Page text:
The Forest Hill neighborhood of Toronto, Ontario, was the subject of an article in this week’s Toronto Globe and Mail about how the area is hoping that its “free wireless Internet village” will help bounce it back from hard economic times following the SARS outbreak, West Nile virus problems and the August power outage. They hope the hotzone will help out the local merchants who’ve seen a sever drop in sales, as much as 30 percent. — October 31, 2003
What, another Wayport location at a hotel? This time it’s the Hilton Marco Island Beach Resort, on the southwest coast of Florida. This time, the Wi-Fi extends from common areas to all the hotel guest rooms, including 300 suites. This brings Wayport’s network of hotels up to 675 with high speed access (though not all of them include a hotspot). — October 31, 2003
Irvine, Calif.-based Toshiba America Information Systems made a splash into hotspots last year announcing hardware that it would sell for around $200 a pop. The Toshiba Wi-Fi Internet access service, since dubbed SurfHere by Toshiba, added another facet of service today by announcing that all of its locations are now “Enterprie Ready.” That means, they’ve received certification from hotspot aggregator iPass, who specializes in offering access from public networks that check out for use with virtual private networks (VPNs) and firewalls. The iPass client software can force a user to keep VPNs and firewalls turned on. SurfHere is currently in 475 venues in the U.S. while iPass recently announced that it had certified 2,500 Wi-Fi hotspots that its customers can access. — October 28, 2003
McDonald’s has been testing out hotspots in New York City and Seattle (with AT&T and Cometa Networks), Chicago (with SurfHere by Toshiba), and San Francisco and Portland, Ore. (with Wayport). The latter provider gets to put the wireless into McDonald’s next hotspot community: Boise, Idaho. That’s right, twelve of the Treasure Valley’s Golden Arches will soon be the latest additions to Wayport’s hotspot network — this means locations in Boise, Nampa, Caldwell, Meridian, and Eagle. The cost is $3.95 per connection, and if you get an Extra Value Meal or Premium Salad, you can get a coupon for two free hours.
McDonald’s now had a list of all its wireless locations available at www.mcdwireless.com.
Wayport also announced yesterday service for Starwood’s Westin Galleria Dallas. It’s a mix of wired and wireless coverage — wired in the guest and meeting rooms and wireless in the lobby. — October 28, 2003
PCTEL’s Segue Roaming Client software will be the official client software of Mzone, the Wi-Fi service of Japan’s NTT Docomo. This version, available to Mzone customers as a free download, will support Kanji, a database of Japanese Mzone locations, and the ability to switch connections from Mzone locations and other hotspots. It will support 802.1X for authentication. PCTEL’s been working on a version of the Segue to roam from networks like CDMA to Wi-Fi, and says a future release for Mzone will support this. The software currently runs on Windows systems (98SE on up) and PDAs running Pocket PC 2002 and up. — October 28, 2003
More wireless downhill: wireless provider Exwire of Olympic Valley, Calif., says it has installed “the first” wireless network of its kind at a US skiing resort, in this case Squaw Valley USA. (We all know what happens when you believe anyone’s claim’s of being “first” hotspot of some sort– at least they didn’t say North America, since we know the Whistler Resort in British Colubia is thoroughly Wi-Fi-ed). Exwire expects to eventually launch location-based and voice messaging services over the network in addition to the current Internet access. Coverage currently includes the base ski area, but will be moved up the mountain — they promise that by the season’s opening day people at the poolside at 8,250 feet above seal level will be able to use the network. Instructions are provided to users by a Web browser portal; access is $2.50 per hour, $8 per day, $23 per week, or $29 per month.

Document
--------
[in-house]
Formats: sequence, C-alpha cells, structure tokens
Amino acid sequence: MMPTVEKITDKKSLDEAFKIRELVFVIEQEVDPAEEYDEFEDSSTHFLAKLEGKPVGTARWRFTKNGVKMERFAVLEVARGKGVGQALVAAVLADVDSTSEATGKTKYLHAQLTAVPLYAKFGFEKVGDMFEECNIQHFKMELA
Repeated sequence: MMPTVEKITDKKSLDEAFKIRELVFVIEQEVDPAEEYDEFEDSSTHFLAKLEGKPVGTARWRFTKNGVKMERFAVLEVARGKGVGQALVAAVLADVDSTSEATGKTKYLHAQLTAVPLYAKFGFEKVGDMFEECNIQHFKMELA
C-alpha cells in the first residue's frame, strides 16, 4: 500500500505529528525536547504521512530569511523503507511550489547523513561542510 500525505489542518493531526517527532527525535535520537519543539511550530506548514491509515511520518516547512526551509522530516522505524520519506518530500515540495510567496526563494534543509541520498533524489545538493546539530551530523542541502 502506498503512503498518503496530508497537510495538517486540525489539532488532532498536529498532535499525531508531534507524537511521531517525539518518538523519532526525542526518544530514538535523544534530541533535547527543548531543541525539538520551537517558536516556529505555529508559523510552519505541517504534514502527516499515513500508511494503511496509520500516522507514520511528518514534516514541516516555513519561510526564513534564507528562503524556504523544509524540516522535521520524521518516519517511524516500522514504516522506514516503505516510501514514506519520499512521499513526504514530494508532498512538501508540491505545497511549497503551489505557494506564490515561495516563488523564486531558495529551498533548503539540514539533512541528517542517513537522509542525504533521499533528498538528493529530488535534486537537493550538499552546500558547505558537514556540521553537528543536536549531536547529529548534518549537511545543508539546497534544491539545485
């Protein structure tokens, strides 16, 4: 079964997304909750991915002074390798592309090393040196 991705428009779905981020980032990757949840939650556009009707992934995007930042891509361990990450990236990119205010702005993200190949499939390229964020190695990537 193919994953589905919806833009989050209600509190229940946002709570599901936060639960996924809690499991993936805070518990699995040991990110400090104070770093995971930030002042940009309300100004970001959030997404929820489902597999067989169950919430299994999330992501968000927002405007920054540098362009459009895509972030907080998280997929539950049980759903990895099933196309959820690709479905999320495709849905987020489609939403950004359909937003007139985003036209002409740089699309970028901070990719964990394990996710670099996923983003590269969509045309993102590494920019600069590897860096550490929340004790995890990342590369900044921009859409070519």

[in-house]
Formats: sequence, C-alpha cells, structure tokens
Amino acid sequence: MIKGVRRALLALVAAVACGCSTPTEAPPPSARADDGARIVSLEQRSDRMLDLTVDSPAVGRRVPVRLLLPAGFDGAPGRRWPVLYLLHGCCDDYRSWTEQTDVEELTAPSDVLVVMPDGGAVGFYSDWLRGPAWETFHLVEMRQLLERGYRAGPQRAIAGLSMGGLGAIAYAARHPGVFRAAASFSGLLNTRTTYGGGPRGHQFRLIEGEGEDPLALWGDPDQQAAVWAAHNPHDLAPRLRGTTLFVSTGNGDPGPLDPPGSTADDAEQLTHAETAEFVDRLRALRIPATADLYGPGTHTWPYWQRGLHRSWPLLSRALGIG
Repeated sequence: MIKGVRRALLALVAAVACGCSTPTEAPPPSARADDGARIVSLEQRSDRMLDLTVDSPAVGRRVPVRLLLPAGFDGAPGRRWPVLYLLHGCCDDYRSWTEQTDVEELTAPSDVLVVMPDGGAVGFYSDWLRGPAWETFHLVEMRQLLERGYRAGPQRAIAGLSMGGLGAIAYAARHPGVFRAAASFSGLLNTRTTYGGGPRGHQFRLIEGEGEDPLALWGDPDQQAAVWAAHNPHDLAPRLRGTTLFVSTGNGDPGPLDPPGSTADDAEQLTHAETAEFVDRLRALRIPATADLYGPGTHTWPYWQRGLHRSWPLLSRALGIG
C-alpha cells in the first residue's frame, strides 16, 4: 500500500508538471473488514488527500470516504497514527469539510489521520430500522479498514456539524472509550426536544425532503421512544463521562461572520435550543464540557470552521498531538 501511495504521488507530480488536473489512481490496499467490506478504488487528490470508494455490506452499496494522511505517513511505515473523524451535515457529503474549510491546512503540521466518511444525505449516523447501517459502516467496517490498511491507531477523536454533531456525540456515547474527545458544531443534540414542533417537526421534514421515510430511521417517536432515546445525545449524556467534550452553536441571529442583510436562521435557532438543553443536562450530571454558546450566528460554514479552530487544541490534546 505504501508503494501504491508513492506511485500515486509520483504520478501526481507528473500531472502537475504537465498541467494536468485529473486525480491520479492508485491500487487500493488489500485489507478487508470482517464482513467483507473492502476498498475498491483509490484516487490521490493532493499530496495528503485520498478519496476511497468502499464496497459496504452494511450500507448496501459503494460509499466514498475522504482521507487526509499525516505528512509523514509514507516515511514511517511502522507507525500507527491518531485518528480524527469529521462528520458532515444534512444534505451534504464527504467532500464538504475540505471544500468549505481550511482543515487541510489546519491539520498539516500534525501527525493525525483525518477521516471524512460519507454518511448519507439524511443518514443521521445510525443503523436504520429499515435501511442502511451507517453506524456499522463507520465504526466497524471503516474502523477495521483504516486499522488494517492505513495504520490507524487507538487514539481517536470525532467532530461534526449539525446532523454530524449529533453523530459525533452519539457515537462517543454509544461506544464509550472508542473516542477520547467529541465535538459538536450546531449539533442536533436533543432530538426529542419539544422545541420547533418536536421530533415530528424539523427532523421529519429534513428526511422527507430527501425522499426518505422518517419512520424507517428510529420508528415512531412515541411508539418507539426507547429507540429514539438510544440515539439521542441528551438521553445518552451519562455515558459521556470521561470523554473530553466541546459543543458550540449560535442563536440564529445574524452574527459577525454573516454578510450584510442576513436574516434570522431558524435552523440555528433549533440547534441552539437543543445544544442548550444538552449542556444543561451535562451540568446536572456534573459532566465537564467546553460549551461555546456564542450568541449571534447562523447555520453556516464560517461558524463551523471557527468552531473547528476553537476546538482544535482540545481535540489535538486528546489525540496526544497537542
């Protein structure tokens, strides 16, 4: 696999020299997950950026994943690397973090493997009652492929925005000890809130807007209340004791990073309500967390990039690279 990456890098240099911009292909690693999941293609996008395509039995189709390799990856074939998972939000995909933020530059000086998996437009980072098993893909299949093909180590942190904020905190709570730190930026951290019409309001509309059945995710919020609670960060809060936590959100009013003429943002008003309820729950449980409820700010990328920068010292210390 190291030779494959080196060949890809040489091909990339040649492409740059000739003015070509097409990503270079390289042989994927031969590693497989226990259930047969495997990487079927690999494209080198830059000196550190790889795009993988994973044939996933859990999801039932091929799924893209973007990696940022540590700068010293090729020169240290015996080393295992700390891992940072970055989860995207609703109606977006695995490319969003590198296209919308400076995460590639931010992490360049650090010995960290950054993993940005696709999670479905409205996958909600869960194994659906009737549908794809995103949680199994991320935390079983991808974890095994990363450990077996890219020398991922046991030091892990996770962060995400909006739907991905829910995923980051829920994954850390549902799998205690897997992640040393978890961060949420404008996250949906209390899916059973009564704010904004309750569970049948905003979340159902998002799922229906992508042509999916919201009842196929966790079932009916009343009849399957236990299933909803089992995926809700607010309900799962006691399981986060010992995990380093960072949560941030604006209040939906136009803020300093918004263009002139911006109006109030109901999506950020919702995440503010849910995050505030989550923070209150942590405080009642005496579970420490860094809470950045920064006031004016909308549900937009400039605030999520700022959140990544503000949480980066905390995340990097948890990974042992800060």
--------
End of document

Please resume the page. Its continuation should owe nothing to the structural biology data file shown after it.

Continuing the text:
Speaking of downhill, there is, in fact, another spot for snow-surfers to at least stop for some Internet access. The Block , a hotel in South Lake Tahoe, has an Internet café set up by VisionWorks Interactive. The hotspot is receiving portable iGenie Web tablets from Access Data Technologies so those without a laptop or PDA can still go online. The access is free, but users will have to watch some ads. — October 28, 2003
Integrated Dealer Systems (IDS) of Raleigh, N.C., says it will “offer and deploy 3000 hotspots” in the next two years. The company, which makes dealer management systems for the recreational vehicle (RV) and marina industries, will naturally be offering hotspot service to RV dealers, RV parks, marinas and boat sellers. Their service, called Single Digits, is meant to provide seamless Wi-Fi roaming for customers. Business owners can market the service and share revenue with other owners when customers go from spot to spot. — October 28, 2003
Winncom Technologies of Solon, Ohio, which is owned by ARC Wireless Solutions
, has won the bid to put in a wireless hotspot at the Gumilev University of Astana in Kazakhstan. The company will be putting it in with help from local reseller ATK, and it will be used by students and staff at the school, in theory from any location on the campus. They’ll also be putting video conferencing units with high-resolution plasma displays in each class room. The expected completion date is in March 2004, they expect the entire project to cost $1.5 million US. — October 28, 2003